Currently pursuing a Masters of Arts degree in Drama and Theatre Studies at NUI Galway, Jillian is thrilled for this opportunity to share the city that she’s fallen in love with with guests from all over the world.
From the small state of Vermont in the U.S., Jillian first fell in love with photography at the age of 13, and it has only grown stronger since. Wherever she goes, she always has a camera in hand, as she loves to capture moments for her memories later.
When she’s not adventuring around Galway, you can find her by the sea reading a book; knees-deep in homework; cross-stitching with a cup of tea nearby; or near a stage somewhere.
She is excited to be your tour guide, and show you some of her favorite spots to be and take photos of!
Located on Dominic Street in the West end of Galway City is one of the most respected music venues in Ireland. “Roisin Dubh” is a Gaelic term meaning Black Rose in English. It was the symbol of Ancient Druids from the area and also a famous political song in Irish History. Pronounced Row sheen Dove, the list of people to have played in this intimate venue is astounding. Greats such as Ray Manzarek, John Paul Jones and Steve Earle have all played here as well as Irish legends such as Christy Moore, The Frames, The Saw Doctors and Andy Irvine.
Was built in 1584 but is an extension of the 12th century Norman -built town wall, which stretched from Martin’s Tower to the riverbank. It housed soldiers who kept watch and manned cannons on the roof. Constructed by Wylliam Martin, the 34th mayor of Galway, it was first known as Ceann an Bhalla (‘the head of the wall’) but later became known as the Spanish Arch. This misnomer is thought to be a reference to the former merchant trade with Spain and Spanish galleons, which often docked here. In medieval times, European ships carrying cargo of wine and spices sold their goods at the docks. In fact, Christopher Columbus visited in 1477.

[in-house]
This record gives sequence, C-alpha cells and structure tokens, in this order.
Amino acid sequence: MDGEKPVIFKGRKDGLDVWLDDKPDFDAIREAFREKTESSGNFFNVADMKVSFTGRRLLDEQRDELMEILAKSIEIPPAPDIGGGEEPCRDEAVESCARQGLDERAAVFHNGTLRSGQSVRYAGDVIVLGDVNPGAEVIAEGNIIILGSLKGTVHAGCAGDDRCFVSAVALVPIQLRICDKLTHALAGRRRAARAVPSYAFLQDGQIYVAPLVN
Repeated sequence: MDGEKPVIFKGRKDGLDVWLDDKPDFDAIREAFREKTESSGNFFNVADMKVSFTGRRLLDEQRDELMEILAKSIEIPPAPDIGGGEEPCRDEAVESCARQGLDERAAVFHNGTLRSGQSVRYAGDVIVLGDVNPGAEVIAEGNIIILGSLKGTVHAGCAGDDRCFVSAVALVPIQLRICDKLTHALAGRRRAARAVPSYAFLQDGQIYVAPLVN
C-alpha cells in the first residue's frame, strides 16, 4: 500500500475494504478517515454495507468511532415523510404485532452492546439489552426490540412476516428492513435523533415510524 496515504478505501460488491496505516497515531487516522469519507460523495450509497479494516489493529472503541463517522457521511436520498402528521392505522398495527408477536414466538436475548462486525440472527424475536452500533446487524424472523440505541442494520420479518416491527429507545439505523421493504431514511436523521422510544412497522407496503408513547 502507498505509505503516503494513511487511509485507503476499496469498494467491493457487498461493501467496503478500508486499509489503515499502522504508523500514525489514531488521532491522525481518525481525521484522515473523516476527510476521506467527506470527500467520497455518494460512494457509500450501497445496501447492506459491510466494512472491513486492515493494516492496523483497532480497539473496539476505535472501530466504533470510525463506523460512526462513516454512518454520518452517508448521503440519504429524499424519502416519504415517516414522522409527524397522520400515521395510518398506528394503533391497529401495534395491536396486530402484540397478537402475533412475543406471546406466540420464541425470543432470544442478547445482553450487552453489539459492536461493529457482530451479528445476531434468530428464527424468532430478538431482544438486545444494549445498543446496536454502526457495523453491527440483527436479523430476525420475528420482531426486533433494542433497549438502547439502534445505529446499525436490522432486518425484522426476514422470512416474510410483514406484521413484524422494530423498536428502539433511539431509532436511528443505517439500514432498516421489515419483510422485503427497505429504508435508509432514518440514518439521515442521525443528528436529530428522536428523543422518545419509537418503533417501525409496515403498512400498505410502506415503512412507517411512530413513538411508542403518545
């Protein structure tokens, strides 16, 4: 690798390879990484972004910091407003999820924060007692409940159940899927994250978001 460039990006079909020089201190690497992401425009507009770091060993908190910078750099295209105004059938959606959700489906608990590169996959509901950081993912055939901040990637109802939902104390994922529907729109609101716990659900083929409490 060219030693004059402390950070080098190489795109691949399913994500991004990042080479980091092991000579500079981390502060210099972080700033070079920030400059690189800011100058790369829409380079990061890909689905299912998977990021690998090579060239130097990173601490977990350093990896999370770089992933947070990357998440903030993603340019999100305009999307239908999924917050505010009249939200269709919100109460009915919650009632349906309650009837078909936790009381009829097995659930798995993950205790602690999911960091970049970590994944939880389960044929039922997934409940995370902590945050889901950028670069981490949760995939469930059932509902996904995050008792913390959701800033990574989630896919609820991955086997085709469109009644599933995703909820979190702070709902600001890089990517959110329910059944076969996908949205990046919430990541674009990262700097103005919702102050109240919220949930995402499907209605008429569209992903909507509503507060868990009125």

Was built is the oldest surviving bridge over the River Corrib. The original purpose of the structure was to link the county courthouse with the county gaol on Nun’s Island, the latter having stood where Galway Cathedral now stands. It was also to provide a connection with the main road to Connemara. Between April and July the bridge offers a great viewing point to watch the silvery salmon below, fight their way upstream, back to their traditional spawning grounds on Lough Corrib.
Of Our Lady Assumed into Heaven and St Nicholas, commonly known as Galway Cathedral, is a Roman Catholic cathedral in Galway, Ireland, and one of the largest and most impressive buildings in the city. Construction began in 1958 on the site of the old city prison.
Contains many relics of 16th and 17th century architecture. It is located in the centre of the area that was originally within the city walls, and is named after one of Galway’s fourteen “tribes” – the families who ruled the town for several centuries. Its complete restoration has pumped life back into the heart of the historical town centre. Now home to cafes, restaurants and craft-shops, the lane captures the atmosphere of old Galway.
Has a rich history dating back to medieval times when markets took place on the green in front of the town gates. In 1710, Mayor Edward Eyre officially presented the plot of land to the city. It remains a popular gathering place for visitors and natives alike and the grass areas are often packed on sunny days. There is also a playground here and seasonal markets take place throughout the year.
Discover mystery locations on your tour, this will be decided on the day with the weather, fresh Grafitti, preference of the guests on the tour and new Instagrammable locations being found by our InstaGuides. You will find out at the start of each tour where you’ll find the best hidden gems.